Jordan Sachs, co-founder of Bold New York, said most of his firm’s commission from rentals were already paid by owners, but he acknowledged that wasn’t the case for many.
“Do you know how many people are going to be out of a job?” he said.
The New York Residential Agent Continuum, a group that represents New York City brokers, said it’s anticipating income loss.
“We anticipate that tenants or landlords or both will decide not to use the services of an agent,” said Cathy Taub, a Sotheby’s International Realty broker and co-founder of NYRAC.
Multiple landlords have said they plan to either raise rents for market-rate units or may start to handle listing and showing apartments themselves without the help of real estate agents, particularly if their portfolios consist of many rent-regulated units.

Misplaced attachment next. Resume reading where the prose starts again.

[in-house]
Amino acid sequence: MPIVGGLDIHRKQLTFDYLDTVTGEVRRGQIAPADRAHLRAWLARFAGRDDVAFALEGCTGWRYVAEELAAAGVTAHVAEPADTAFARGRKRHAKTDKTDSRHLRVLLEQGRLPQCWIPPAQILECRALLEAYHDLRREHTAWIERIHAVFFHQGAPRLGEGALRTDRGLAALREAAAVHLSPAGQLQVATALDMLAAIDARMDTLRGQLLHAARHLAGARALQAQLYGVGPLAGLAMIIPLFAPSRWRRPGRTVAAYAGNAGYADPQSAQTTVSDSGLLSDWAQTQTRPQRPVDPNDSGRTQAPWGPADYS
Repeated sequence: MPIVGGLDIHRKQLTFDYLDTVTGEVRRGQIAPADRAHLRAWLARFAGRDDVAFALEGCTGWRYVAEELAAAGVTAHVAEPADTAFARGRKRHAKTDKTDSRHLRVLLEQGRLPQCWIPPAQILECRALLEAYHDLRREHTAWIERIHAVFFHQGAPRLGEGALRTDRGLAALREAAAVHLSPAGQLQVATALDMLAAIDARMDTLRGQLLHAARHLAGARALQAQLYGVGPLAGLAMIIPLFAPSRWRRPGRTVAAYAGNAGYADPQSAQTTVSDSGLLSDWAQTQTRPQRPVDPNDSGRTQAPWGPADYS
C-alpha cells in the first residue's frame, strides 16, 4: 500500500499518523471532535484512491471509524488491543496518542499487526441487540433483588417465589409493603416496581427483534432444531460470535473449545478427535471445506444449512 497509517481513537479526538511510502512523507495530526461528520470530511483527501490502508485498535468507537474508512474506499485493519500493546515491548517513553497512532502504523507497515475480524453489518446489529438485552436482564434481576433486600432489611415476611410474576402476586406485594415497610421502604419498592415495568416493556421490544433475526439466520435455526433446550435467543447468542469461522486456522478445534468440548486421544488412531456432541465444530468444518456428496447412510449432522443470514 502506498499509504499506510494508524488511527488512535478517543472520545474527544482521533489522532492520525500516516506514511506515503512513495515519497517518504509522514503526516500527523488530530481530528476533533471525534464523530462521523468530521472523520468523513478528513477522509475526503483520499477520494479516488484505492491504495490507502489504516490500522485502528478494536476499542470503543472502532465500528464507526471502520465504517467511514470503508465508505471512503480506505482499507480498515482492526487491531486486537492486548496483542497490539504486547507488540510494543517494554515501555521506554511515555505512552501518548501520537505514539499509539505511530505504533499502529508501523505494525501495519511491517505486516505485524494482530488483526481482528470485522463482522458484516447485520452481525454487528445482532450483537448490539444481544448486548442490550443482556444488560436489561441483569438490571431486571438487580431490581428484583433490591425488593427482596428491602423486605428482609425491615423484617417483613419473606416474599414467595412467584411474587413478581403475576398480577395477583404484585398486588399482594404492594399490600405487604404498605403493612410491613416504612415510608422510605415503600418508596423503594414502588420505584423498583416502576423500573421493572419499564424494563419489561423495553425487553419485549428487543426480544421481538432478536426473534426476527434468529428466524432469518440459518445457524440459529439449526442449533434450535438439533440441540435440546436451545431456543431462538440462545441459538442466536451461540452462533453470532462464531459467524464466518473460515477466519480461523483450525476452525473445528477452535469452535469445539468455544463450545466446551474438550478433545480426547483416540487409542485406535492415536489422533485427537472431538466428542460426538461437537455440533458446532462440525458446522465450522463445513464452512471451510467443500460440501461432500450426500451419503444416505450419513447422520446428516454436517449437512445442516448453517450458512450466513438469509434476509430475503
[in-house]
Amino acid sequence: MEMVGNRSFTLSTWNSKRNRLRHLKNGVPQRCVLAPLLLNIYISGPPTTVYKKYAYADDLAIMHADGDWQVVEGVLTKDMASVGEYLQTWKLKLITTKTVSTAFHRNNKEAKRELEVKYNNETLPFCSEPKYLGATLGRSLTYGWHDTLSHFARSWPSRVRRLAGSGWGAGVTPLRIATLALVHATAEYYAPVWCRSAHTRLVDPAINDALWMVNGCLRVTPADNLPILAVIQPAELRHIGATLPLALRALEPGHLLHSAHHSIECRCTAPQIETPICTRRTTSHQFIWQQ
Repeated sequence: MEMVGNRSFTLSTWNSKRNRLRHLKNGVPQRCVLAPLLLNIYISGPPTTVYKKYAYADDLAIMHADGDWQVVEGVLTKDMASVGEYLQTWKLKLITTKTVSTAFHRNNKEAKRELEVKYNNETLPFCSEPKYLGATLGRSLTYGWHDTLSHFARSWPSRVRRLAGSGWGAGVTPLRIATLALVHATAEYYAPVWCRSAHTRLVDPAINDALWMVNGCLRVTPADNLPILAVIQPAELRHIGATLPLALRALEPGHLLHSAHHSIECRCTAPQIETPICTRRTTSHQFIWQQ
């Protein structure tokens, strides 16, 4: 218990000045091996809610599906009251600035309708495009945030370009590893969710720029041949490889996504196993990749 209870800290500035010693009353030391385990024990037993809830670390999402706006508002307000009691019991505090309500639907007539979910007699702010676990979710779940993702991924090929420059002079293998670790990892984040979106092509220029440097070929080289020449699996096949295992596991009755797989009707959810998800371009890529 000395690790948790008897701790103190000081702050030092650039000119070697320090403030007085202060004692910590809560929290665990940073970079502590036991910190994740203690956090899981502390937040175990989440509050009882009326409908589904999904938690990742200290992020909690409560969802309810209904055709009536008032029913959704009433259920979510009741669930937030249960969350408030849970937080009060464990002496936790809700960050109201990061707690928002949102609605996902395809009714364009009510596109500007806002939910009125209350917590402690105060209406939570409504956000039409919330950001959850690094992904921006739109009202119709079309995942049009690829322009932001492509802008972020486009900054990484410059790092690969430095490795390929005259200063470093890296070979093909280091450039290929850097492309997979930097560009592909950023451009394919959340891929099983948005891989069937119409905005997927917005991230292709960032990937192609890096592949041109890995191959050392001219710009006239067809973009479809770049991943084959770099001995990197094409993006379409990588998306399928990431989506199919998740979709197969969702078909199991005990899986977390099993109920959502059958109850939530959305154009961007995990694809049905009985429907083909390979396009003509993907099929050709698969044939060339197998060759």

REBNY has urged its members to voice their opposition, too, by signing a petition, writing and calling the state and posting on social media.
“I think it’s a misunderstanding of the agent’s role in the transaction,” said Sean McKenzie, an agent at Compass. “It’s more than opening doors.”
Read more of our coverage on New York’s broker fee upheaval
Update: This story has been updated to include details of a conference call Corcoran held with its agents Friday morning.